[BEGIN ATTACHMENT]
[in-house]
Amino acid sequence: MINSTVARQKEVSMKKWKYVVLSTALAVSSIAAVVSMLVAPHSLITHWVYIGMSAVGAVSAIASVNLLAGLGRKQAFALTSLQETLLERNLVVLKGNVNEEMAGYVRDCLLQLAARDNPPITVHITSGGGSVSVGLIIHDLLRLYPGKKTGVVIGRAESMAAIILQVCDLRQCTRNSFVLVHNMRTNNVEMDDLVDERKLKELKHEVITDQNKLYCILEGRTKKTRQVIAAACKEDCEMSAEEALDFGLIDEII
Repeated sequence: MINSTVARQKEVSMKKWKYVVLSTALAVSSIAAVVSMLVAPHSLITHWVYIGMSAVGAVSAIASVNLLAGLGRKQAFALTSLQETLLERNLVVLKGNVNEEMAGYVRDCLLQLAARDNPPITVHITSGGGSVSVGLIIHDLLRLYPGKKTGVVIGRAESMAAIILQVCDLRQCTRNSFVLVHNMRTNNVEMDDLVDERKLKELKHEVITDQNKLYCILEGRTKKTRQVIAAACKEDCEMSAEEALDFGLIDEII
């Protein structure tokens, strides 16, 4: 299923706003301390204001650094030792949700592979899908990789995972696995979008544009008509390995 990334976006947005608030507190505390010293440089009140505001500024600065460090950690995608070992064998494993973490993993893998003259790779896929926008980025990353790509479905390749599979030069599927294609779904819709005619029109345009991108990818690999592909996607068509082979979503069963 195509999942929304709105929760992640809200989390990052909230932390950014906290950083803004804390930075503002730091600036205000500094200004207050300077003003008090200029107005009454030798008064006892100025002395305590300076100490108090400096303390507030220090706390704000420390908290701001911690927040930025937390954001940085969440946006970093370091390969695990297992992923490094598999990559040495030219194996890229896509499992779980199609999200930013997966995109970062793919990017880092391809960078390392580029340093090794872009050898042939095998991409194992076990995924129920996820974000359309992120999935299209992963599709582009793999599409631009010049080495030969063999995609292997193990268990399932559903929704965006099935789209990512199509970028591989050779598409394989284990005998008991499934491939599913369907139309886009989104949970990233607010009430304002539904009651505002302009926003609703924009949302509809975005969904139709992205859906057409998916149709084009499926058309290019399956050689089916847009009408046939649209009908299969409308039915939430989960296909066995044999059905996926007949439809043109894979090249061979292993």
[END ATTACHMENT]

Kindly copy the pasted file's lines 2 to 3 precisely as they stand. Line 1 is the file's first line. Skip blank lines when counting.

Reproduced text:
Amino acid sequence: MINSTVARQKEVSMKKWKYVVLSTALAVSSIAAVVSMLVAPHSLITHWVYIGMSAVGAVSAIASVNLLAGLGRKQAFALTSLQETLLERNLVVLKGNVNEEMAGYVRDCLLQLAARDNPPITVHITSGGGSVSVGLIIHDLLRLYPGKKTGVVIGRAESMAAIILQVCDLRQCTRNSFVLVHNMRTNNVEMDDLVDERKLKELKHEVITDQNKLYCILEGRTKKTRQVIAAACKEDCEMSAEEALDFGLIDEII
Repeated sequence: MINSTVARQKEVSMKKWKYVVLSTALAVSSIAAVVSMLVAPHSLITHWVYIGMSAVGAVSAIASVNLLAGLGRKQAFALTSLQETLLERNLVVLKGNVNEEMAGYVRDCLLQLAARDNPPITVHITSGGGSVSVGLIIHDLLRLYPGKKTGVVIGRAESMAAIILQVCDLRQCTRNSFVLVHNMRTNNVEMDDLVDERKLKELKHEVITDQNKLYCILEGRTKKTRQVIAAACKEDCEMSAEEALDFGLIDEII